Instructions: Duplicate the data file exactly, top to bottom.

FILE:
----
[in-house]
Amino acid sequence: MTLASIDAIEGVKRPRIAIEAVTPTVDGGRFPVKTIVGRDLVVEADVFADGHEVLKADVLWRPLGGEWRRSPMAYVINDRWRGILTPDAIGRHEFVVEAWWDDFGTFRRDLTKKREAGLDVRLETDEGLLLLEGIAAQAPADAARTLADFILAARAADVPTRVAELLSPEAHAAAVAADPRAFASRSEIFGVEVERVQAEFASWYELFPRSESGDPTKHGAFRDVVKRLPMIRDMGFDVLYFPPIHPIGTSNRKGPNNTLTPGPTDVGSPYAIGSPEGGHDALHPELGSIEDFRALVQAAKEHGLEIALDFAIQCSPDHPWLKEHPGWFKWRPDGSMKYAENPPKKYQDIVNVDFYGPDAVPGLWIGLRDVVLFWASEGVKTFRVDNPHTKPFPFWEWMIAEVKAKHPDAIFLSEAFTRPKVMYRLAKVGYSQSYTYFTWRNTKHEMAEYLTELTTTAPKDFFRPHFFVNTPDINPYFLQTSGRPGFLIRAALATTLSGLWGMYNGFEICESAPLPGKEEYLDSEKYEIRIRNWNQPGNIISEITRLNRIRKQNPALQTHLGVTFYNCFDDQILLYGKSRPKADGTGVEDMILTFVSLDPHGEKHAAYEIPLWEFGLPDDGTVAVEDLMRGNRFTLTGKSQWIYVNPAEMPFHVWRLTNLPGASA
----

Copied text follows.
[in-house]
Amino acid sequence: MTLASIDAIEGVKRPRIAIEAVTPTVDGGRFPVKTIVGRDLVVEADVFADGHEVLKADVLWRPLGGEWRRSPMAYVINDRWRGILTPDAIGRHEFVVEAWWDDFGTFRRDLTKKREAGLDVRLETDEGLLLLEGIAAQAPADAARTLADFILAARAADVPTRVAELLSPEAHAAAVAADPRAFASRSEIFGVEVERVQAEFASWYELFPRSESGDPTKHGAFRDVVKRLPMIRDMGFDVLYFPPIHPIGTSNRKGPNNTLTPGPTDVGSPYAIGSPEGGHDALHPELGSIEDFRALVQAAKEHGLEIALDFAIQCSPDHPWLKEHPGWFKWRPDGSMKYAENPPKKYQDIVNVDFYGPDAVPGLWIGLRDVVLFWASEGVKTFRVDNPHTKPFPFWEWMIAEVKAKHPDAIFLSEAFTRPKVMYRLAKVGYSQSYTYFTWRNTKHEMAEYLTELTTTAPKDFFRPHFFVNTPDINPYFLQTSGRPGFLIRAALATTLSGLWGMYNGFEICESAPLPGKEEYLDSEKYEIRIRNWNQPGNIISEITRLNRIRKQNPALQTHLGVTFYNCFDDQILLYGKSRPKADGTGVEDMILTFVSLDPHGEKHAAYEIPLWEFGLPDDGTVAVEDLMRGNRFTLTGKSQWIYVNPAEMPFHVWRLTNLPGASA